GINI, Getting Big, Economic Surprises, Budget Again, Productivity Considered, ETF Scare, Beijing Remade, Shooting the Regulator
Big Picture blogger Jim Ritholtz self-described ‘ardent capitalist’ on the dangers of rising income inequality.
Like Alberta’s Social Credit leader William Aberhart’s (image left) analysis in the 1930s, if people don’t got money then they can’t buy what the economy produces, and what follows isn't pretty.
Articles also on why China and India will have to lead in energy saving technologies, Jim O’Neil’s reminder of the importance of accurate GDP forecasts, TD Economics looks at the Canadian Federal Budget, the road ahead for improving Canadian productivity, how dangerous are ETFs, Beijing’s 25 year long facelift, and the attack on Elizabeth Warren.
An important summary of the fact and consequence of rising income inequality.
Big Picture – Whither and Withering Demand?
I have long wanted to collect my thoughts about some of the issues — masked in part, I believe, by the two bubbles we’ve had in the past 11 years — that are exacerbating our current crisis and will continue to forestall any semblance of a robust recovery.
Quote worth quoting.
“It’s my personal opinion that we have worked our way toward the end of “trickle down” economics and, while of course others are free to feel differently, I label it a failure.”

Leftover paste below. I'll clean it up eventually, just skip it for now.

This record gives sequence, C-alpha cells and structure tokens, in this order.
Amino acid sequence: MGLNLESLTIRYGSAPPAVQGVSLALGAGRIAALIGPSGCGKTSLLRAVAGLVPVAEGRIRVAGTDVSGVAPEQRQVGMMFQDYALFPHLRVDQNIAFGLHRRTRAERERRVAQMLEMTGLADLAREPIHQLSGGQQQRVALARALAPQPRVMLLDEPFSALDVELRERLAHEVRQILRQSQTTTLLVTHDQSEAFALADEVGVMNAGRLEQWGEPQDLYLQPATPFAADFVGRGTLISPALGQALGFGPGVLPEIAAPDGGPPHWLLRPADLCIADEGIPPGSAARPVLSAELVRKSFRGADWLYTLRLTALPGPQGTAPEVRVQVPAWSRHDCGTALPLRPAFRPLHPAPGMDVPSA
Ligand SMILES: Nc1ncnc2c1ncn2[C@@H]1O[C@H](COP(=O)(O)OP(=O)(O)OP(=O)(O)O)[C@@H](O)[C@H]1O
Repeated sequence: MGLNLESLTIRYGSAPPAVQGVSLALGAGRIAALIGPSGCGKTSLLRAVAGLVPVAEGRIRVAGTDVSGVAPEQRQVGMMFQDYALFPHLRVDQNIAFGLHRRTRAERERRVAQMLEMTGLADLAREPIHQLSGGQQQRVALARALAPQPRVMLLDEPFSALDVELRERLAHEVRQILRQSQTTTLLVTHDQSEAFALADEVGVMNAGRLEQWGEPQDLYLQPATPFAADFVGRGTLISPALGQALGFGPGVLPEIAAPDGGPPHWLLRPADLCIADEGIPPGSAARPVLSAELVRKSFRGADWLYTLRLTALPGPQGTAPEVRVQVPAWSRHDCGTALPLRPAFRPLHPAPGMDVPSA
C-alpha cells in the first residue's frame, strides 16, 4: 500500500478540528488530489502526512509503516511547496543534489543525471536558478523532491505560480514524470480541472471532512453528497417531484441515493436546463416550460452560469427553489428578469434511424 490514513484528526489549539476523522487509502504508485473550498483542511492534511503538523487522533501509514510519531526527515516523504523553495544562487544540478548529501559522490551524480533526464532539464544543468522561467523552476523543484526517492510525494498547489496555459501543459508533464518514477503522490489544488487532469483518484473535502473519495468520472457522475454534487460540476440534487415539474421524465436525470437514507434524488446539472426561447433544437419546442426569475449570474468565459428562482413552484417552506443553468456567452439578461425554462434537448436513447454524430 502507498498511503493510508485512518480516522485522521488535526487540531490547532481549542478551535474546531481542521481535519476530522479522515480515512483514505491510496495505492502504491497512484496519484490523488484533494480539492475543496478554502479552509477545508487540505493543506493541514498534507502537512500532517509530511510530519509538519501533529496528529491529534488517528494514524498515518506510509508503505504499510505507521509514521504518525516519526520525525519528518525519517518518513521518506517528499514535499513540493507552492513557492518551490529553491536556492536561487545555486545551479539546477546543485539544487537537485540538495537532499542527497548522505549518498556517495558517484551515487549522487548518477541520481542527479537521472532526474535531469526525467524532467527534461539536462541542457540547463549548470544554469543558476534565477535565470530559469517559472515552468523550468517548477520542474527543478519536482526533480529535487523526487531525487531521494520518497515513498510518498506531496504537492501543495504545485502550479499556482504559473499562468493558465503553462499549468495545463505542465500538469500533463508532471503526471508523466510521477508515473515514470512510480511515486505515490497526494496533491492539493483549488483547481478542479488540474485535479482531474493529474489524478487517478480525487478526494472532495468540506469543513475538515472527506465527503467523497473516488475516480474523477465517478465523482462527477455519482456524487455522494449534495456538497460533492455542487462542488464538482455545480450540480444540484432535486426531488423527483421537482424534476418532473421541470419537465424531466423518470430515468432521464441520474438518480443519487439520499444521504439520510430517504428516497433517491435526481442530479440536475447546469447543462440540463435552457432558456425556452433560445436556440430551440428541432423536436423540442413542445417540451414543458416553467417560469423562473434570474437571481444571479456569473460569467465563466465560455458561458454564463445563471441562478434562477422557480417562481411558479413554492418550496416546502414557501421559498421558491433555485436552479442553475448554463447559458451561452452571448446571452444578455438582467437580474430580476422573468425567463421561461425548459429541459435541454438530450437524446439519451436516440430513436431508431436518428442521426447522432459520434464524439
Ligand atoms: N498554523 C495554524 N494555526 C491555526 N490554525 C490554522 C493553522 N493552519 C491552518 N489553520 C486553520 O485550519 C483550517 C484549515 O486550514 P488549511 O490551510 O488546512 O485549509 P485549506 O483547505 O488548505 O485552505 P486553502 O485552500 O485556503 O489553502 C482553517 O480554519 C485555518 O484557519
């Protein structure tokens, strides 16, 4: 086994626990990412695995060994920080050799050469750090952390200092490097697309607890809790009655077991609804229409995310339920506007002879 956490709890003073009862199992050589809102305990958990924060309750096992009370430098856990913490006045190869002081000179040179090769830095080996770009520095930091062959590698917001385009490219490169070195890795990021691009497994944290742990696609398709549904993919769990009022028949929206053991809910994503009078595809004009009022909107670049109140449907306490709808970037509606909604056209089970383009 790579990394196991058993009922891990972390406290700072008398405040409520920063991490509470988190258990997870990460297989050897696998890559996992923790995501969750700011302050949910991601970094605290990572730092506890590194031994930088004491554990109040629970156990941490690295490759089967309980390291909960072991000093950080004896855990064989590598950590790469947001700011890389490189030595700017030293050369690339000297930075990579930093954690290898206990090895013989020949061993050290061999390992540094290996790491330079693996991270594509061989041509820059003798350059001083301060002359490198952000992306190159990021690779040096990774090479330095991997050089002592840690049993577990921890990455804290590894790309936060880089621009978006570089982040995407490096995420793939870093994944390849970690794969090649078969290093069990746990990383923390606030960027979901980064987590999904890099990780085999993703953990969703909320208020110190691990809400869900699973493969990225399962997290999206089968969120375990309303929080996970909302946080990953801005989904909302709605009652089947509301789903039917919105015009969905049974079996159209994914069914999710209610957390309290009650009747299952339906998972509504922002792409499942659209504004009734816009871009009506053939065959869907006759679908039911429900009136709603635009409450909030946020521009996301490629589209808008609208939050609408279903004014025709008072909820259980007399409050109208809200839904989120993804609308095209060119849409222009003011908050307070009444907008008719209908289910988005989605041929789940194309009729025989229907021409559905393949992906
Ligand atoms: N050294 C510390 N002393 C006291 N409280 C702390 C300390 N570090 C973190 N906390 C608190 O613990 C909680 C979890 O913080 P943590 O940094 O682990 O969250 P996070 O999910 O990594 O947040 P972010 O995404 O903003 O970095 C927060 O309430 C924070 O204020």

Forecasts for the growth of the Chinese and Indian economies to surpass the United States can not come true without a completely different approach to energy use. Necessity will breed innovation or stop these economies cold.
New York Times – Can the Planet Support Two More Americas?
Try to imagine a world with three Americas.
Downside GDP surprises can hurt financial markets a lot.
Financial Times – Accurate GDP Forecasts Prove Vital To Equities Performance
Financial market participants spend much of their time responding to economic statistics.
TD Economics’ take on Canada's Federal Budget, long on deficit cutting but short on details.
Pdf below -- Canada Federal Government Budget June 2011
Our good friend Charles McMillan tackles that old bugaboo, Canada’s weak productivity.
Pdf below -- CJM - Competing On Productivity - Ivey Business Journal (May June 2011)
Radiation fears bear down on Japan. Thanks to Jeremy of Tokyo for sending this in.
New York Times – Radiation’s Unknowns Weigh On Japan
As officials in Japan agonize over what constitutes a safe radiation dose for people who live near the Fukushima Daiichi nuclear reactors, the state of the science has been a daunting problem.
The systemic risk of ETFs is getting more attention. Thanks to Michael of New York for sending this in.
Financial Times – Investment: Exchange-Traded Funds
There are well over 2,500 of them and they offer the chance to profit from movements in anything from top stock market indices to the world’s waste management industry.
A bunch of great books on how Beijing has been transformed by development over the past 25 years.
New York Review of Books – The High Price of the New Beijing
One recent weekend, I went for a walk through the alleys around the Qianmen shopping district, once Beijing’s commercial heart and still home to nationally known traditional shops.